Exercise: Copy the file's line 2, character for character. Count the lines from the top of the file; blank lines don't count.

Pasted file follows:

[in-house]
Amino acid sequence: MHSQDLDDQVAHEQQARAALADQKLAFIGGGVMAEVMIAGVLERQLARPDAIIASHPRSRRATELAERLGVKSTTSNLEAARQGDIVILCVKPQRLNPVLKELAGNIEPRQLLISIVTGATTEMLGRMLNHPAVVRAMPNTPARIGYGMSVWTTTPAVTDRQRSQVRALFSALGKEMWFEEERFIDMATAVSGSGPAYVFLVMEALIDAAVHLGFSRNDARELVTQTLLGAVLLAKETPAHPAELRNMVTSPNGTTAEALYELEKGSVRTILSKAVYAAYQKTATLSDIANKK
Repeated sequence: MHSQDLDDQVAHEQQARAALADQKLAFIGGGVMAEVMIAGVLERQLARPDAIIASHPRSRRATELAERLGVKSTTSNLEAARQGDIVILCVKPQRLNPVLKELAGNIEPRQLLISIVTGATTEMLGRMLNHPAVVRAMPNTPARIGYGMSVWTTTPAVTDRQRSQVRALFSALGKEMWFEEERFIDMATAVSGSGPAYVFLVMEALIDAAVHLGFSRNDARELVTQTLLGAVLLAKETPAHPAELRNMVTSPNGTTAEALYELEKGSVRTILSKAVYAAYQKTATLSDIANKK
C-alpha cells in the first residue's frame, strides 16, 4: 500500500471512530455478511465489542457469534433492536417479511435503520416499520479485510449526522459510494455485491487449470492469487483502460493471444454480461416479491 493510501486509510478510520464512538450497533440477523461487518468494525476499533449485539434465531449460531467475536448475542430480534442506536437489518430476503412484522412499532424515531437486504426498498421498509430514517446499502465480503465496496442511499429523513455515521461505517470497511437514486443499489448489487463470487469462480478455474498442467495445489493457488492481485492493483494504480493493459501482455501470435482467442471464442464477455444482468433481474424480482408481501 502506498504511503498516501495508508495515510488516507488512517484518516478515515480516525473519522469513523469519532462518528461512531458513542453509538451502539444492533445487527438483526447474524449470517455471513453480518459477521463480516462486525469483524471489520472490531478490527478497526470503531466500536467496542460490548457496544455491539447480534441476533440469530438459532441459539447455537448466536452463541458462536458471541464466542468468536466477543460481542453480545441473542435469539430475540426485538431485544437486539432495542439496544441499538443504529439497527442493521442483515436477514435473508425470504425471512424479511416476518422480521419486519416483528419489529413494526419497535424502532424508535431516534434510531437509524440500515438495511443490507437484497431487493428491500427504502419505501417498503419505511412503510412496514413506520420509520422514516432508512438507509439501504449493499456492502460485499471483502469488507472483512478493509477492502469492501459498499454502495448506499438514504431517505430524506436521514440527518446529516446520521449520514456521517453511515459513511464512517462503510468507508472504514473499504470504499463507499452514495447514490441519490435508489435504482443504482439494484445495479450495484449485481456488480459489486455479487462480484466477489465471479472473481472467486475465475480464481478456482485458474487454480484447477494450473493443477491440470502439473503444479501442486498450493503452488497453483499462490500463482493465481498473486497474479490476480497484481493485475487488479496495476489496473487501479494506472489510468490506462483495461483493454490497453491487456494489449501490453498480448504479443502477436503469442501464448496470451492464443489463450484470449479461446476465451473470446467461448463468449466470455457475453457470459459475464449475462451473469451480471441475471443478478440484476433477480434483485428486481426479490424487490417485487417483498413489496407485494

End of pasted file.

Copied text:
Amino acid sequence: MHSQDLDDQVAHEQQARAALADQKLAFIGGGVMAEVMIAGVLERQLARPDAIIASHPRSRRATELAERLGVKSTTSNLEAARQGDIVILCVKPQRLNPVLKELAGNIEPRQLLISIVTGATTEMLGRMLNHPAVVRAMPNTPARIGYGMSVWTTTPAVTDRQRSQVRALFSALGKEMWFEEERFIDMATAVSGSGPAYVFLVMEALIDAAVHLGFSRNDARELVTQTLLGAVLLAKETPAHPAELRNMVTSPNGTTAEALYELEKGSVRTILSKAVYAAYQKTATLSDIANKK